Gordon, Harriet and Fred.

Yesterday, I wrote a letter to my MP.

I say letter. You can send emails through the Parliament website, these days. It makes it very easy. Also, you’d think it would lead to getting ignored, but apparently not. I’ve done it once before, you see — only once, my wife’s more of that kind of agitator than I am — and I got a substantial reply. I may occasionally fill a pen with a nice green ink, but I don’t make a habit of writing as Concerned from Culcavy.

I am, though.

RBS goes from being one of the biggest banks in the world (whatever that means) to needing a barrow-full of money from the Treasury to keep going, so the head of the company did the decent thing and resigned — taking with him a pension that in any given year will provide him with quite probably more money than I will earn between here and my own retirement. The Government, as represented by Gordon Brown and Harriet Harman, are determined that he won’t get to keep it, even though that’s what he was promised, contracted and given.

Both Mr Brown and Ms Harman have been very vocal in the press, with the latter being quoted as saying:

It might be enforceable in a court of law this contract but it’s not enforceable in the court of public opinion and that’s where the Government steps in.

That’s what bothers me, and I’m of the sort of political leaning that tends to like government involvement in things.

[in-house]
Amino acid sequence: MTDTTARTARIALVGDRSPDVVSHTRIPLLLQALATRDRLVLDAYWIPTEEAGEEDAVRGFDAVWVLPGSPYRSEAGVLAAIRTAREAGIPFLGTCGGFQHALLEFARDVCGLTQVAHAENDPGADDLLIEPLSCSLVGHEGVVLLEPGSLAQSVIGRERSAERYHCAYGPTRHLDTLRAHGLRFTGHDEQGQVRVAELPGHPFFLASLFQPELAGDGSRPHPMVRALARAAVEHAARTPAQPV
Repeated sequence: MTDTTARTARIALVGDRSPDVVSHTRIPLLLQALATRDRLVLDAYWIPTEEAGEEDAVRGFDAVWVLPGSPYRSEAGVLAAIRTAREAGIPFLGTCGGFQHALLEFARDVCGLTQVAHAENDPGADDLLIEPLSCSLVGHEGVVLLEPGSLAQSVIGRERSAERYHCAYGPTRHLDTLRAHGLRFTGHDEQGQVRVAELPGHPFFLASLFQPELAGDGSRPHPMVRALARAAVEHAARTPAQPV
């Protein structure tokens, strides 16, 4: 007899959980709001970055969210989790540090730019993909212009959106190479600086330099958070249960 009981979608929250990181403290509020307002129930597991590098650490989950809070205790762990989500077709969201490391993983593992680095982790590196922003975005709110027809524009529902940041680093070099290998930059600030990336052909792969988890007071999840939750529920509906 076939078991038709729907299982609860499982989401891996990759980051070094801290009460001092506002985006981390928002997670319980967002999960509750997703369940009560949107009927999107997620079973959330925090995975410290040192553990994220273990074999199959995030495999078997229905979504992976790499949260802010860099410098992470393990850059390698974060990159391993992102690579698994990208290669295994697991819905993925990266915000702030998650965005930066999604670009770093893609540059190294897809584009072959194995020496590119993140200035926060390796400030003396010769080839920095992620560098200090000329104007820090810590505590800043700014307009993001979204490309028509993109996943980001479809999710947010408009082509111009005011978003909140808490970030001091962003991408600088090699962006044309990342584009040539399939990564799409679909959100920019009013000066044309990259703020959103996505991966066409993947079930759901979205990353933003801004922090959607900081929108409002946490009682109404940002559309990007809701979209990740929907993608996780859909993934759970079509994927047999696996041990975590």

It’s like this:

  • Thing's went really wrong on Sir Fred Goodwin's watch, so he resigned. That's as it should be.
  • The amount of money he's being given as a pension is horrendous, but it is what he's entitled to by his contract (I am not a lawyer, of course, and this is based purely on press coverage).
  • Nobody, except possibly the man himself, thinks it's fair or reasonable for him to take it all, but the decision is his and he seems to want to keep it. Honour, justice, whatever, might suggest that he shouldn't, but it's his call.
  • Prominent folks in Government are hinting at intervention to see that he doesn't get to keep it.

It’s pretty objectionable in this case, but the contract of employment can be one of the major things that protects employees from abuse (assuming that contract is fair and just). Suggesting that an employee’s entitlements in a contract can be reduced after the fact, just because we don’t like them, is worrying. Even more so is the idea that Government will get involved in a specific individual case like this. After Sir Fred, who will be the next one to have the rug pulled out from under them?

The damage is done; learn the lesson (a clause along the lines of “If you make a hash of it then you don’t get quite as big a pile of money”?) and move on.